I'm not a great fan of "reality TV". I can't see the attraction of watching people in a camera saturated fishbowl, living their lives as though they weren't being viewed by millions of people.
The additional spectre of these individuals demonstrating their racist credentials (a la Big Brother) does not do anything to disprove my theory that these people really need to get a life - instead of trying to squander their precious time on earth chasing their pathetic fifteen minutes of transient fame.
I know that, as usual, I am in the minority in expressing these views. If the rest of the "viewing public" felt the same, we wouldn't be faced with this ghastly excuse of a programme reaching its eighth incarnation.
I will admit to watching "The Apprentice", but only because it features characters who have something interesting to say (well, most of them do) and tackle their business tasks using a variety of approaches. Additionally, Sir Alan Sugar, though not my cup of tea, does have some worthy credentials to back him up - if only because he has achieved so much in forty years of commerce.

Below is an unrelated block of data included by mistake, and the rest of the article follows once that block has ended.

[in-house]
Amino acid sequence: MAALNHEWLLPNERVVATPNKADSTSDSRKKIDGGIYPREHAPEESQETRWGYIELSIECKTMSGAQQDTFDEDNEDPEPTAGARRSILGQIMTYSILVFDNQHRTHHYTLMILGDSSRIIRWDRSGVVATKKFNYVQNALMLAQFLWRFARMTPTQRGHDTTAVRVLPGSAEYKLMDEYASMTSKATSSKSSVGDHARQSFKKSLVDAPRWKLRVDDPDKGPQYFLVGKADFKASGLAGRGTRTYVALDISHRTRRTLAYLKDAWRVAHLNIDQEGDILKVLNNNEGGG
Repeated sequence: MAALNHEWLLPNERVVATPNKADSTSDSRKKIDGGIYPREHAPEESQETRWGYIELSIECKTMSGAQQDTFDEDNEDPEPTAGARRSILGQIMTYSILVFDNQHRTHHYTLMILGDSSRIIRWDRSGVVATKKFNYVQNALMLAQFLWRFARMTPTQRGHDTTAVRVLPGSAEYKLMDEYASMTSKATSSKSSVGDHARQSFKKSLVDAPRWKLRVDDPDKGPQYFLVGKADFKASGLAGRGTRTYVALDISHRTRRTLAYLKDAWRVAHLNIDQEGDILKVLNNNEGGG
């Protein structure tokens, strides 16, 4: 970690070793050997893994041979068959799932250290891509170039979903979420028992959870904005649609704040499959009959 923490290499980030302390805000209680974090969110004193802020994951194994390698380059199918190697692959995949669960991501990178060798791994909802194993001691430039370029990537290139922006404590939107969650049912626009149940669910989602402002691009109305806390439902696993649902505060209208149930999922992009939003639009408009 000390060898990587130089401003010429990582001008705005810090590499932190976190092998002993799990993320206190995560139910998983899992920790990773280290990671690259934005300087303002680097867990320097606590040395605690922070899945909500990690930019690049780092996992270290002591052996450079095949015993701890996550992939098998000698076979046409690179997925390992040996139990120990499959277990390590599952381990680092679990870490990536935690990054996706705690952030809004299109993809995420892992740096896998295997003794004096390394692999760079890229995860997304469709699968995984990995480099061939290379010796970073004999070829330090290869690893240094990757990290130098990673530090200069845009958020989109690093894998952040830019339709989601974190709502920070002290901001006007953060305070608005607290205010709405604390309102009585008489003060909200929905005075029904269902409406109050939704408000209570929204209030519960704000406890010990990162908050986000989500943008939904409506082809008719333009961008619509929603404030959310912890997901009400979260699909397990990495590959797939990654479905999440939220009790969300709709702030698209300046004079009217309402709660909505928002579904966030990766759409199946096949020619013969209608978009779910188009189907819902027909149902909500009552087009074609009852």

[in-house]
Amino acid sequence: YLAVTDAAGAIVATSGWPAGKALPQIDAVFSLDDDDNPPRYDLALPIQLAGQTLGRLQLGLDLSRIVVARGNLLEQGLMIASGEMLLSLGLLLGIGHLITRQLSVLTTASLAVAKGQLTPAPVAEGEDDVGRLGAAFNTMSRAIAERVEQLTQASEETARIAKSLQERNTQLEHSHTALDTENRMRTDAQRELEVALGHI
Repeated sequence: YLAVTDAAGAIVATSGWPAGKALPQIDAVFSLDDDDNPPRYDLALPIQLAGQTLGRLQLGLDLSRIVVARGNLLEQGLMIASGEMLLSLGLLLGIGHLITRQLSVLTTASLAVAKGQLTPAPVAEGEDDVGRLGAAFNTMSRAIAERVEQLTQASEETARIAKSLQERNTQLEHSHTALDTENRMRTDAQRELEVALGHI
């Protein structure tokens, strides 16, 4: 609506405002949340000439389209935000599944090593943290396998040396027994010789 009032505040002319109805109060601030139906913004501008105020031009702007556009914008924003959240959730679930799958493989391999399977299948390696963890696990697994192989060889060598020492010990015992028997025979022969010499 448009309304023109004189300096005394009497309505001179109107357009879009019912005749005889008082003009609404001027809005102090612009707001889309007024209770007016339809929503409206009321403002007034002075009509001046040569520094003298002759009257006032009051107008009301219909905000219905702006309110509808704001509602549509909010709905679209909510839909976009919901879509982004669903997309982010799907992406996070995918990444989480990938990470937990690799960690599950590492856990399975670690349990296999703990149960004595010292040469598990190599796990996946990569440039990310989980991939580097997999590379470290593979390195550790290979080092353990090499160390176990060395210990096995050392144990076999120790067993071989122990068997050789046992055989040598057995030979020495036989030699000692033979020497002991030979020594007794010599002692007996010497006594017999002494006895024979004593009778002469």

That said, "The Apprentice" builds up to some sort of worthy climax (pushing aside the notion that its probably fixed anyway) and rewards its viewers in the process with a feeling of satisfaction that the best man or woman has probably won - as result of some pretty hard graft througout the numerous tasks and challenges.
Could some one then please explain to me how the chavs and no-hopers in that pretty North London house can be worthy of 100+ hours of my viewing time?